Unlike the latest flash-in-the-pan toy craze, LEGO comes into the toy advertising space with an unfair advantage: many of today’s parents of their potential users were once users of the toy themselves. From the general plot of an adult locking his toys away when he has a kid and only revisiting them to live out his childhood to the appearance of characters from 1980s movies like Star Wars, The LEGO Movie makes a concerted-but-subtle effort to speak to parents taking their children to see the movie.
The Millennium Falcon makes a brief appearance in the movie and includes several characters voiced by their original actors.
At the end of the movie, viewers learn that the entire plot is in the imagination of a young boy who steals away to his dad’s basement to play with his dad’s childhood legos. Lord Business, voiced by Will Ferrell, is the embodiment of the boy’s dad, played by Will Ferrell. The conclusion brings the boy closer to his father as they play with his LEGOs and share valuable father-son time together, a subtle message to parents in the audience that they, too, can escape the monotony of the business world to spend time with their children by playing with LEGOs.
Image credit: scrdn.com
Other appeals to adults throughout the movie include broader cinematic and storytelling tropes that go over the heads of children. Lord Business’ henchman, Bad Cop (voiced by Liam Neeson), is a two-faced LEGO toy with a happy face and an angry face, showing the classic Good Cop/Bad Cop dichotomy seen in noir films.
Liam Neeson with Bad Cop. Image credit: Bustle
By focusing on a strong appeal to parents to rekindle their childhood imagination, spend time with their own children, and to step back from the world of business and back into the family, LEGO only has to rely on Warner Brothers to make sure the children get their parents into the theater. Once they’re in the theater, pulling on their nostalgia and heartstrings makes the sale to the parents while the children enjoy the bright, multicolored action.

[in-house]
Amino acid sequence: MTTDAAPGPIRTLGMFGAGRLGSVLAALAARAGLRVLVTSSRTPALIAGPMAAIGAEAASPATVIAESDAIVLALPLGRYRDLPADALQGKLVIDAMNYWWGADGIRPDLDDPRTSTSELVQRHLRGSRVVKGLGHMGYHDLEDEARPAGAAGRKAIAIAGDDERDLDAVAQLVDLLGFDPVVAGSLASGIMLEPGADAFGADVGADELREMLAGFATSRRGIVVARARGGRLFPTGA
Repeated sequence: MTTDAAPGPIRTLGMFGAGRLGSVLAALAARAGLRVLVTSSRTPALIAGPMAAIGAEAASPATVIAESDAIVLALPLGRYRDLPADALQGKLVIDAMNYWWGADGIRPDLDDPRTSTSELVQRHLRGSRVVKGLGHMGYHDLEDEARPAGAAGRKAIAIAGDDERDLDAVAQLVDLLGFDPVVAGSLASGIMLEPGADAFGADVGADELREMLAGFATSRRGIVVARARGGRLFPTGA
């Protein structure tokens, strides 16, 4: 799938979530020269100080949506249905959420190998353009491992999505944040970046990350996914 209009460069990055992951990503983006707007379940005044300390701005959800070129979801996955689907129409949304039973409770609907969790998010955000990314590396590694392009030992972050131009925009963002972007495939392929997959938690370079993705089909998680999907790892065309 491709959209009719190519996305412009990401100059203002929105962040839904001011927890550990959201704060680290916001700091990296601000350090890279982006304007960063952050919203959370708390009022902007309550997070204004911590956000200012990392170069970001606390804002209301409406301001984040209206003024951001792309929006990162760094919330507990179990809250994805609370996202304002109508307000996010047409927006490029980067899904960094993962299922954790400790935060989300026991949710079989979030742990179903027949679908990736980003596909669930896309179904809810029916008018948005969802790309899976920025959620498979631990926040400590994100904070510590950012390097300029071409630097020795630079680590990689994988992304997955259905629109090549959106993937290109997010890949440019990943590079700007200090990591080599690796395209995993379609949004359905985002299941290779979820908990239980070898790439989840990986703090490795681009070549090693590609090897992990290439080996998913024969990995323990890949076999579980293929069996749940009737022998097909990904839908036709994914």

There’s no scene that better captures the ability of The LEGO Movie to leverage the success of other brands LEGO once partnered with than the meeting of the Master Builders.
This scene brings together LEGO characters from build sets going back at least until the 1980s and not only allows the producers to feature voice actors like Chris Pratt (Superman) and Shaq (Shaq) but also gives a wink and a nod to the adults sitting in the room who played with LEGO sets long discontinued, like the 2002 NBA Allstars, 1980s-something-Spaceguy, and Swamp Creature. This allows The LEGO Movie to continue the appeal to adults sitting in the audience even if they never played with LEGOs themselves. A viewer of the movie may be moved to see reference to Gandalf or Dumbledore, remember the good times they had as a child reading Lord Of The Rings or Harry Potter and be more motivated to connect with the theme of the movie.
The LEGO Movie isn’t just a movie about a child wanting to play with his father’s toys — in fact, that part of the plot isn’t revealed until the end. The movie jumps in pretty quickly to a good-versus-evil plot and one that goes beyond that of childish good guy v. bad guy. Lord Business’ ultimate plot is to keep everything in place so that people no longer mess up his plans. By using a tube of Krazy Glue, he and his minions will glue all of the other LEGO characters in place, stymying their creativity and keeping them from moving the world he commands around.
Lord Business. Image credit: YouTube